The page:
We find that marrying a cousin, someone from the same family, was preferable in Abraham’s day. We will find that Rebekah will look for a relative for Jacob to marry as well, and he, too, marries a first cousin.

Abraham sends his servant back to the Mesopotamia to find a relative as a wife. God blessed his journey, and we are introduced to Laban as well, whose daughters will become Jacob’s wife.

A Note on Abraham

Abraham is the father of our faith. He is used as an example often in Paul’s writings, and Jesus honors his willingness to believe God. He left his home and adventured in dangerous lands, and he was even willing to offer up his son as a burnt offering to God.

Today’s reading ends Abraham’s biography, and Monday we will move on to Isaac. Let’s not forget Abraham. If we are to be good students of the Word of God, we must return to it and continue to consider what we have read and heard. It would be good to read back through Abraham’s life and remember his free, open faith in God, which took him all over his world and granted him favor wherever he went.

Truly, God blessed those who blessed him and cursed those who cursed him. And now, more than 3,000 years later, God has left to him the father of many nations, both physically and spiritually.

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2 Responses to Through the Bible in a Year: Genesis 21 to 25:10

  1. Ruth says:

    “Since we have room here, let’s also point out that spiritual life and death are perfectly pictures by the two trees in the garden. The Law gives us the knowledge of good and evil, but this does not bring us life. In fact, it brings us death because the knowledge of good and evil awakens the sin that lives within us. The Law gives us the knowledge of good and evil, but it does not give us the ability to act on that knowledge. We sin, and we die (cf. Rom. 7).”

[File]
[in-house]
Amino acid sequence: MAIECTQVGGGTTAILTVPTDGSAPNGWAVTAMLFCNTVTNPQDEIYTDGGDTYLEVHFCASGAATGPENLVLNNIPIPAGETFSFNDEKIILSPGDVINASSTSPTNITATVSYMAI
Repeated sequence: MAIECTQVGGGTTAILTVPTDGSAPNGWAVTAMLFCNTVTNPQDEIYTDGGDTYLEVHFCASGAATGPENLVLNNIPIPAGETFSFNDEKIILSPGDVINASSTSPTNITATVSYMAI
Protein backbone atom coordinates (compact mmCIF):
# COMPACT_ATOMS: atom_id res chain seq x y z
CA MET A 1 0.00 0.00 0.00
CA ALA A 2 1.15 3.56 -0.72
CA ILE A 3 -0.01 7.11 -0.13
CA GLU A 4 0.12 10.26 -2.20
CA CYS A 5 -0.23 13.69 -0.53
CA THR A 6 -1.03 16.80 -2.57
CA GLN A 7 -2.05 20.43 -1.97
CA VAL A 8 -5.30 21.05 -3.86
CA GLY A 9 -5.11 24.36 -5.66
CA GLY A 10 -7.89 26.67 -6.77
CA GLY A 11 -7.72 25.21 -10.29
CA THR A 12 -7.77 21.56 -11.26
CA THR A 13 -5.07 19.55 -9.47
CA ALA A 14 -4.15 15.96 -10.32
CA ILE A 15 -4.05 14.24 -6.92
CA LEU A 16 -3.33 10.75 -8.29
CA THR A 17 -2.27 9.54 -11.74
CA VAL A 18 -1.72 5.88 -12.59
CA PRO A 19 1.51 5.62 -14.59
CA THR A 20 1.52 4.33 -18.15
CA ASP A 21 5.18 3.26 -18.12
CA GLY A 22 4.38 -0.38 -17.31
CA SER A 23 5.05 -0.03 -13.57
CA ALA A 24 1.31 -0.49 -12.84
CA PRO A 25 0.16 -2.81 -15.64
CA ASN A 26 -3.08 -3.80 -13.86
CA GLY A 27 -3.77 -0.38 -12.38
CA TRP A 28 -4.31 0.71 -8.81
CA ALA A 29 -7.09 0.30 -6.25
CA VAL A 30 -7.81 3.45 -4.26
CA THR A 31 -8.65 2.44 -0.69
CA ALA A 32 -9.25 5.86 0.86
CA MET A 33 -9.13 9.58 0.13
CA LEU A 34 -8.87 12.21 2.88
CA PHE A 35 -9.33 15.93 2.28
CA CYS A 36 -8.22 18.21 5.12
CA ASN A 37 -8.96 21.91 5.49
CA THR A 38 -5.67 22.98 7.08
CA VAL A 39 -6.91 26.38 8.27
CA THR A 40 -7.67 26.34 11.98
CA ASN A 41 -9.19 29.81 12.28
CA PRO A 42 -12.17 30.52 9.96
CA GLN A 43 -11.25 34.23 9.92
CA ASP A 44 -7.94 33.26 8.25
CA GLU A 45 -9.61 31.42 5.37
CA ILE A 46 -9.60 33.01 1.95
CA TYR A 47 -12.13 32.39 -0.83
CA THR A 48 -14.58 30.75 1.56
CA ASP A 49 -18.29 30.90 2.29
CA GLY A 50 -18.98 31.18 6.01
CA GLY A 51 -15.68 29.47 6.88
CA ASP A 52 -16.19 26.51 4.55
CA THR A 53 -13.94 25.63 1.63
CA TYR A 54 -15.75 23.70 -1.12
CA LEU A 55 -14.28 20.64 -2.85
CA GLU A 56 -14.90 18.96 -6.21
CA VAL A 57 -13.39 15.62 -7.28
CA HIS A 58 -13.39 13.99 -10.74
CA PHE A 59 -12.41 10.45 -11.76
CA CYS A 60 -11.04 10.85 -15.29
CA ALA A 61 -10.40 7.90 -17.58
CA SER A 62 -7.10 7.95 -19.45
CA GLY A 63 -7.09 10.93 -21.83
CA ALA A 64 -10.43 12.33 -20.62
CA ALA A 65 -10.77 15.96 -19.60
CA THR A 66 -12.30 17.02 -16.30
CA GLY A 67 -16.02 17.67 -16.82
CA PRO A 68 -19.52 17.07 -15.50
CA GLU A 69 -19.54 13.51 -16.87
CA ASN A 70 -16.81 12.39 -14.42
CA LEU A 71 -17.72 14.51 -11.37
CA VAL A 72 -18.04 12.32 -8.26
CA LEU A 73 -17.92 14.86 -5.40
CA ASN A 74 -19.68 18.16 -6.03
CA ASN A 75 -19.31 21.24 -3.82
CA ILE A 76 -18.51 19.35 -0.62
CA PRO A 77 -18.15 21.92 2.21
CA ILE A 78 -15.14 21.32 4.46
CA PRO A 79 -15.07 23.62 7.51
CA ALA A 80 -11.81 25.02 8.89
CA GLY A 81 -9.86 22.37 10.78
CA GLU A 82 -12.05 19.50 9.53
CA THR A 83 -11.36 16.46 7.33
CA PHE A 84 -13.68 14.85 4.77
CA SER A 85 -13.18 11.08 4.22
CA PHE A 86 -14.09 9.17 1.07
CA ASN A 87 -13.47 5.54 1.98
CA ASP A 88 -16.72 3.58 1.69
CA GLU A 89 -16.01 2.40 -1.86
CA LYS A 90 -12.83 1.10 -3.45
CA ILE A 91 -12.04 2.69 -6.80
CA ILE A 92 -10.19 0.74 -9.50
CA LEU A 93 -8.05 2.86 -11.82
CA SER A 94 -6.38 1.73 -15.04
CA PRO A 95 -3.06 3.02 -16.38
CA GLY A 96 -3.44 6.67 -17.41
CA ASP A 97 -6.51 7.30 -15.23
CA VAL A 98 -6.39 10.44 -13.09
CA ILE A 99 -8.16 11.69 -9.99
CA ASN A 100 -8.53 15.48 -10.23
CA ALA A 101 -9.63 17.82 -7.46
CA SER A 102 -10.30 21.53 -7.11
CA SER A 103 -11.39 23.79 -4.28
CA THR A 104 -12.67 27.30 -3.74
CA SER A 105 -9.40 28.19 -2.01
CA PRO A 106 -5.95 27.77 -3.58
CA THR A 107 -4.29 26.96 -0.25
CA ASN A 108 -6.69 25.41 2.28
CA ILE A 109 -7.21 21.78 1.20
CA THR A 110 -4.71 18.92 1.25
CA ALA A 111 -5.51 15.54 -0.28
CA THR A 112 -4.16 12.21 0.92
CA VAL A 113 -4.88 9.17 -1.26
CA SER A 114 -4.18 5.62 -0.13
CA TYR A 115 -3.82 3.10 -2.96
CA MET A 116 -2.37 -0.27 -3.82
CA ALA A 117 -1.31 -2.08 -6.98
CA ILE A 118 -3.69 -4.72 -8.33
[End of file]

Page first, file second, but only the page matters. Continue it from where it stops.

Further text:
so was sin resident in humanity but dormant until Adam ate from the tree? is that why eve was deceived and ate but Adam was held responsible because he knew
    better and ate?

    • Shammah says:

      I’m not good at “why” questions, but on the other, yes, I think sin was resident in humanity, but dormant until Adam ate from the tree. Now mind you, I think the Garden story is an allegory, not literal history. When I read a story about a man named “Man,” a woman named “Life,” a talking serpent, and trees that bestow eternal life, I think “allegory.”

      I do think there was a point where God breathed into man’s nostrils the breath of life and man became a living soul. The goal, then, was to deliver us from what is human and earthly nature (literally “nature”). We live for ourselves. What we care about is our survival. We have longings put in us that have to do with survival. Our job is to rise above the flesh and become spiritual creatures. We no longer live for food, sex, and survival. We put down those sorts of desires, and we become sons of God, whose care is the glory of God and loving those around us.

      Now that I think about it, though, I think the issue of responsibility is important. Man was held responsible because he was responsible. He was in charge in the garden, and because he followed Life in sin rather than leading her in submission to God, he was the guilty party.

      Responsibility and authority go hand in hand. That’s an important principle, though I’ve not come close to fully explaining it in that last paragraph.